New technologies tend to disrupt established industries and markets in interesting and unpredictable ways. Digital payment solutions are a great example of this, not only turning traditional banking on its head but also creating ripples in all sorts of unexpected areas.
Here is a look at how the companies behind digital payment products have made their presence felt in recent years, and what the future holds for this comparatively fresh-faced ecosystem.
Digital payment companies and the rise of mobile
Electronic wire transfers have been around since the 19th century, so the principle of paying someone remotely without the need for tangible currency to be involved is well established.
However, it was only with the dawning of the internet age towards the end of the 20th century that digital payments became a mainstream reality which the majority of people could access and enjoy.
Things progressed further still thanks to the arrival of smartphones in the 2000s. In conjunction with digital payment platforms, mobile devices essentially democratised payments and made it simpler for people to send money to one another, as well as to pay for goods and services without relying on cash or a payment card.
Today, a combination of cutting edge smartphone handsets and contactless payment technology means that traditional payment methods are falling out of favour faster than ever, even if other circumstances have hit ATM usage in the past two years.
The emergence of alternative financial services
It is not just payments that are simplified and streamlined thanks to digital payment companies, as a whole host of associated technologies have come to the forefront thanks to the era of connectivity in which we now live.
Alternative financial service providers have grown to meet the needs of modern customers, filling niches that were overlooked by incumbent institutions. From paystub generator providers to online-only banks like Monzo and Starling, the idea of needing to visit a bricks and mortar premises to manage your money, or to deal in physical documentation, has been well and truly quashed.
It is not just that these new companies are disrupting the market because they are cleverly branded and take a digital-first approach to serving customers; the benefits go much deeper than that. From offering improved security to providing better budgeting and payment tracking capabilities, these service providers have innovated in ways that their better-established rivals could only dream of.
This is all good news for consumers, of course, who are now able to reap the benefits of a brave new world of payments and banking which is far removed from the stodgy, sluggish and exclusionary before-times.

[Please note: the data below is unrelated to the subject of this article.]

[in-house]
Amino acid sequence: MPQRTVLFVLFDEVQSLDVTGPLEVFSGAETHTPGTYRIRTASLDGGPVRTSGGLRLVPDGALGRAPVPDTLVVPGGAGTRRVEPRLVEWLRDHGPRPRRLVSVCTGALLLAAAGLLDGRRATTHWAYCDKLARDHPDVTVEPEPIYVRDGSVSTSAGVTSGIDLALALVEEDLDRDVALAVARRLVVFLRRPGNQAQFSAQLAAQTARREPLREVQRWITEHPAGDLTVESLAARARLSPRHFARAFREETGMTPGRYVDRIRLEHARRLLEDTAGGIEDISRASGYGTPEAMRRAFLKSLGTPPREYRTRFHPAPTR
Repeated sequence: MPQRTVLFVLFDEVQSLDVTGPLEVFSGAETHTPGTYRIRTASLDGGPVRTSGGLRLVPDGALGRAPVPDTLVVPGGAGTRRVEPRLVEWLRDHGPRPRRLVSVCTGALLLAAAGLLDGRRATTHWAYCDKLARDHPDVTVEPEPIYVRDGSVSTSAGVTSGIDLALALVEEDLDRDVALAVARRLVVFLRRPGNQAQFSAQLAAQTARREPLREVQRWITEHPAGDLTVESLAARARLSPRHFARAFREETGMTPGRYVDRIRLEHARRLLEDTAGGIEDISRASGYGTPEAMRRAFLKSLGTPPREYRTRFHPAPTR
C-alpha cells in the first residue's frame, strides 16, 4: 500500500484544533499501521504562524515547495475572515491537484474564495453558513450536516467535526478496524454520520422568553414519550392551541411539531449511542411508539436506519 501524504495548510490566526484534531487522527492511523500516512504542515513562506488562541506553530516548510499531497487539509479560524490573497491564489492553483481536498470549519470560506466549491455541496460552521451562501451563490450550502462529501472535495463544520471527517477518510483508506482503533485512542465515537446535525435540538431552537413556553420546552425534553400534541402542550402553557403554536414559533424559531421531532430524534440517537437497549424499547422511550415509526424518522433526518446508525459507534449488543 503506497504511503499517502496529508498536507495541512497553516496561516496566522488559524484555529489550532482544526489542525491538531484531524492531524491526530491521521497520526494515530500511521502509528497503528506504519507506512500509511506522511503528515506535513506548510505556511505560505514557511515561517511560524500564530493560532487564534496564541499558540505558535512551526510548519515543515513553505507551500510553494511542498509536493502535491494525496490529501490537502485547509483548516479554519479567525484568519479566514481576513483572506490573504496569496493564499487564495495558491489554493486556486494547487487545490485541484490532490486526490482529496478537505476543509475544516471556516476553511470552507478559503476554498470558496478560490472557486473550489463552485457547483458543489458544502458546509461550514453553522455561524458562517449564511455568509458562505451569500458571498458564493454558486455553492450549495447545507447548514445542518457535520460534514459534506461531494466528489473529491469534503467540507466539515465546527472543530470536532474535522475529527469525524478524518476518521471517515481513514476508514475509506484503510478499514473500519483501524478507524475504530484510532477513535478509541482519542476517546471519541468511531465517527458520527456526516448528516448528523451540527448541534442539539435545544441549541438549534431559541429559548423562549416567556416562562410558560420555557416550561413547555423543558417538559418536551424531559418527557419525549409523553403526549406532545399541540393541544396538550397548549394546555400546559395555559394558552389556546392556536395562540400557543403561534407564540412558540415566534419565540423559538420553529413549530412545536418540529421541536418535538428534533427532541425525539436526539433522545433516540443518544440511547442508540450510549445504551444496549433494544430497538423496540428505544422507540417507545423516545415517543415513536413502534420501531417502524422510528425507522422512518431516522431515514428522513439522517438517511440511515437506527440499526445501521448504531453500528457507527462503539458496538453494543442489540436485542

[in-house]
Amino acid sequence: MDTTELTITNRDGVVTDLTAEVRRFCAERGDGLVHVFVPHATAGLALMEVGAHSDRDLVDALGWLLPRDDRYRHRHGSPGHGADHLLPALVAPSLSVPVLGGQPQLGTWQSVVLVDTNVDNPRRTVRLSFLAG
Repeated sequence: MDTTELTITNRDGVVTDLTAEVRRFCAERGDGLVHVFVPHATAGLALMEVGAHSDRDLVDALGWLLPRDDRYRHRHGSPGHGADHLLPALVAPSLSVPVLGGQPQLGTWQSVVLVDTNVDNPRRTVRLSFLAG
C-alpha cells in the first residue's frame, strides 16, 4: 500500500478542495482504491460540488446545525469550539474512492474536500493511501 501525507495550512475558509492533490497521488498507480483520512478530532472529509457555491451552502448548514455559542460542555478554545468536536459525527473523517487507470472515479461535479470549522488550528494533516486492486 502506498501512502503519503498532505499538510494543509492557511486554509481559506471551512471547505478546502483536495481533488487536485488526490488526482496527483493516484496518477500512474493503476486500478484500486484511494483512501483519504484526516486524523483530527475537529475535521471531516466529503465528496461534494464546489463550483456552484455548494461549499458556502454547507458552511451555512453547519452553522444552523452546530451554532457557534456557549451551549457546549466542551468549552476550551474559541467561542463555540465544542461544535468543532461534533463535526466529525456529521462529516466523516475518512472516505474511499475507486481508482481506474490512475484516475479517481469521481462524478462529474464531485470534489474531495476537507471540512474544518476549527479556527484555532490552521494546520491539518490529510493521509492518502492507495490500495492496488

How digitisation is impacting retail banking
The most significant shift that online payment companies have brought about in a retail banking context is forcing firms to change and adapt.
You could argue that it felt as if online banking was treading water for quite a while, until the recent flurry of alternative services cropped up and suddenly retail banks have had to scrabble to improve their own features, or else face falling by the wayside.
Customers of well-known banks like Halifax, NatWest and Barclays will no doubt have noticed that these firms have all made major changes to their digital offerings, especially with regards to their mobile apps. As well as streamlining payments and transfers, retail banking has had to add in more money management features as standard to remain relevant.
What’s next for digital payment companies?
The next stage of the digital payment take-over is still being put together as we speak, and while predicting what might happen in the future is tricky in any scenario, it is safe to assume that blockchain technology and cryptocurrency will play a part in plotting the course forwards.
So much hype and attention has been paid to Bitcoin, as well as altcoins like Doge, in the past year that it is becoming another revolution that mainstream finance firms cannot afford to ignore.
Digital payment companies have managed to put more control in the hands of consumers, and made things better for customers who prefer to stick with their current banking provider as well.
This disruption looks set to continue for the foreseeable future, and hopefully the average person will still be the main beneficiary of the shifts it instigates.
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